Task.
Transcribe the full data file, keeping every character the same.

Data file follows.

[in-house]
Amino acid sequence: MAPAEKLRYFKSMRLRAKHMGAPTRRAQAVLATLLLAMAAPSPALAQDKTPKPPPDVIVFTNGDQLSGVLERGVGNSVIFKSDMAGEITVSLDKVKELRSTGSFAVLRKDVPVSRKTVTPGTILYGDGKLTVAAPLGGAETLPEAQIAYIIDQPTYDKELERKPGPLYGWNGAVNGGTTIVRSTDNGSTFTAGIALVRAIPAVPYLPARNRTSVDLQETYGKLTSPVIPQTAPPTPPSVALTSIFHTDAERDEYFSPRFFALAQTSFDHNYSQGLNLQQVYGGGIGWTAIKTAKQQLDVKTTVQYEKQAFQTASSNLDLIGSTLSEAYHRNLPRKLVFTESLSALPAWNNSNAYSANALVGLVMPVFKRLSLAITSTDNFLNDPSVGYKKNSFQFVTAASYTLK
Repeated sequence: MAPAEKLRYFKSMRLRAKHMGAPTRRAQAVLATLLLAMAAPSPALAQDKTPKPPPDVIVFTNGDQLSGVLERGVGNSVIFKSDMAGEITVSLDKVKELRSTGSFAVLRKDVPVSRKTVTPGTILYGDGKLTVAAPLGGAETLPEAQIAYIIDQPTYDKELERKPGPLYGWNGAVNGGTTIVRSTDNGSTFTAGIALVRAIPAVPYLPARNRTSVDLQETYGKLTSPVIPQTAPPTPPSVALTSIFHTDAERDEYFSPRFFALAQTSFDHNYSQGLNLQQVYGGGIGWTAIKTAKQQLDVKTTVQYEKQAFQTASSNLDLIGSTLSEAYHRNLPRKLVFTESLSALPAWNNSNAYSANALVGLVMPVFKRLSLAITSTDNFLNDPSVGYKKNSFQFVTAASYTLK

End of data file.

[in-house]
Amino acid sequence: MAPAEKLRYFKSMRLRAKHMGAPTRRAQAVLATLLLAMAAPSPALAQDKTPKPPPDVIVFTNGDQLSGVLERGVGNSVIFKSDMAGEITVSLDKVKELRSTGSFAVLRKDVPVSRKTVTPGTILYGDGKLTVAAPLGGAETLPEAQIAYIIDQPTYDKELERKPGPLYGWNGAVNGGTTIVRSTDNGSTFTAGIALVRAIPAVPYLPARNRTSVDLQETYGKLTSPVIPQTAPPTPPSVALTSIFHTDAERDEYFSPRFFALAQTSFDHNYSQGLNLQQVYGGGIGWTAIKTAKQQLDVKTTVQYEKQAFQTASSNLDLIGSTLSEAYHRNLPRKLVFTESLSALPAWNNSNAYSANALVGLVMPVFKRLSLAITSTDNFLNDPSVGYKKNSFQFVTAASYTLK
Repeated sequence: MAPAEKLRYFKSMRLRAKHMGAPTRRAQAVLATLLLAMAAPSPALAQDKTPKPPPDVIVFTNGDQLSGVLERGVGNSVIFKSDMAGEITVSLDKVKELRSTGSFAVLRKDVPVSRKTVTPGTILYGDGKLTVAAPLGGAETLPEAQIAYIIDQPTYDKELERKPGPLYGWNGAVNGGTTIVRSTDNGSTFTAGIALVRAIPAVPYLPARNRTSVDLQETYGKLTSPVIPQTAPPTPPSVALTSIFHTDAERDEYFSPRFFALAQTSFDHNYSQGLNLQQVYGGGIGWTAIKTAKQQLDVKTTVQYEKQAFQTASSNLDLIGSTLSEAYHRNLPRKLVFTESLSALPAWNNSNAYSANALVGLVMPVFKRLSLAITSTDNFLNDPSVGYKKNSFQFVTAASYTLK